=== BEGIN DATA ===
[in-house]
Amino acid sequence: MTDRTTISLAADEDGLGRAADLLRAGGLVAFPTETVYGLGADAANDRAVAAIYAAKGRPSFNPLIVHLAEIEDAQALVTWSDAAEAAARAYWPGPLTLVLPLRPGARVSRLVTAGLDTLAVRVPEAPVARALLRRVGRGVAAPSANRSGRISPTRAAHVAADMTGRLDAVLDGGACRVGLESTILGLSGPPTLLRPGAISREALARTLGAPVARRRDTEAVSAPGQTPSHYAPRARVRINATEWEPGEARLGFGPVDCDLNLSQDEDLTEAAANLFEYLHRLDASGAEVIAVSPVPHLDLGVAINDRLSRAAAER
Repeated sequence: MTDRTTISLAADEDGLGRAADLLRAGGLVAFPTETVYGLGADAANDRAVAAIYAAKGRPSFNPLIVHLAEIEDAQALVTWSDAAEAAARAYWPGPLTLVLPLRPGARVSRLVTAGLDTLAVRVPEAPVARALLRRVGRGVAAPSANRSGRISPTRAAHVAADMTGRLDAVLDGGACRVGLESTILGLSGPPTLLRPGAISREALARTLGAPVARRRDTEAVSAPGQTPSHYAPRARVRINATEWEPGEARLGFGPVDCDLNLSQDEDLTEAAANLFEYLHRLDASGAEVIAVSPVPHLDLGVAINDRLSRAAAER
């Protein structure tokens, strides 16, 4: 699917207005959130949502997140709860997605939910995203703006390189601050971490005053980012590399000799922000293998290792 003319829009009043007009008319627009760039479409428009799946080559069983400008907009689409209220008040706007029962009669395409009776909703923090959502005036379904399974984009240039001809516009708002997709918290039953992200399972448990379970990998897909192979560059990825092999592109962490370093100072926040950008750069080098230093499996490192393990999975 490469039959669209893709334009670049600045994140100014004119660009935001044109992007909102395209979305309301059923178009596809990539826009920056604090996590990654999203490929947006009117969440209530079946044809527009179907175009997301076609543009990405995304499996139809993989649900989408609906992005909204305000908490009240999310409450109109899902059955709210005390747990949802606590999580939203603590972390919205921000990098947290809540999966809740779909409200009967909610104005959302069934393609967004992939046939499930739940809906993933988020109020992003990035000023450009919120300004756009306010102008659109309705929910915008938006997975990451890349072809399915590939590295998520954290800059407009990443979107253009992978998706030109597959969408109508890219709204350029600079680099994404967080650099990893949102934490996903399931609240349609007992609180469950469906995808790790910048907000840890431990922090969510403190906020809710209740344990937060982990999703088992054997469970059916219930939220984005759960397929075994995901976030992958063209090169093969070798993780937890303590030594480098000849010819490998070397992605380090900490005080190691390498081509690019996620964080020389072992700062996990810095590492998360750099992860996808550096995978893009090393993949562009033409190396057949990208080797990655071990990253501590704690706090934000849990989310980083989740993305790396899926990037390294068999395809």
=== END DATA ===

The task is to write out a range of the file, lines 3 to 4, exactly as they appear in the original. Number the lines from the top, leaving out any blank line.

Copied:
Repeated sequence: MTDRTTISLAADEDGLGRAADLLRAGGLVAFPTETVYGLGADAANDRAVAAIYAAKGRPSFNPLIVHLAEIEDAQALVTWSDAAEAAARAYWPGPLTLVLPLRPGARVSRLVTAGLDTLAVRVPEAPVARALLRRVGRGVAAPSANRSGRISPTRAAHVAADMTGRLDAVLDGGACRVGLESTILGLSGPPTLLRPGAISREALARTLGAPVARRRDTEAVSAPGQTPSHYAPRARVRINATEWEPGEARLGFGPVDCDLNLSQDEDLTEAAANLFEYLHRLDASGAEVIAVSPVPHLDLGVAINDRLSRAAAER
């Protein structure tokens, strides 16, 4: 699917207005959130949502997140709860997605939910995203703006390189601050971490005053980012590399000799922000293998290792 003319829009009043007009008319627009760039479409428009799946080559069983400008907009689409209220008040706007029962009669395409009776909703923090959502005036379904399974984009240039001809516009708002997709918290039953992200399972448990379970990998897909192979560059990825092999592109962490370093100072926040950008750069080098230093499996490192393990999975 490469039959669209893709334009670049600045994140100014004119660009935001044109992007909102395209979305309301059923178009596809990539826009920056604090996590990654999203490929947006009117969440209530079946044809527009179907175009997301076609543009990405995304499996139809993989649900989408609906992005909204305000908490009240999310409450109109899902059955709210005390747990949802606590999580939203603590972390919205921000990098947290809540999966809740779909409200009967909610104005959302069934393609967004992939046939499930739940809906993933988020109020992003990035000023450009919120300004756009306010102008659109309705929910915008938006997975990451890349072809399915590939590295998520954290800059407009990443979107253009992978998706030109597959969408109508890219709204350029600079680099994404967080650099990893949102934490996903399931609240349609007992609180469950469906995808790790910048907000840890431990922090969510403190906020809710209740344990937060982990999703088992054997469970059916219930939220984005759960397929075994995901976030992958063209090169093969070798993780937890303590030594480098000849010819490998070397992605380090900490005080190691390498081509690019996620964080020389072992700062996990810095590492998360750099992860996808550096995978893009090393993949562009033409190396057949990208080797990655071990990253501590704690706090934000849990989310980083989740993305790396899926990037390294068999395809």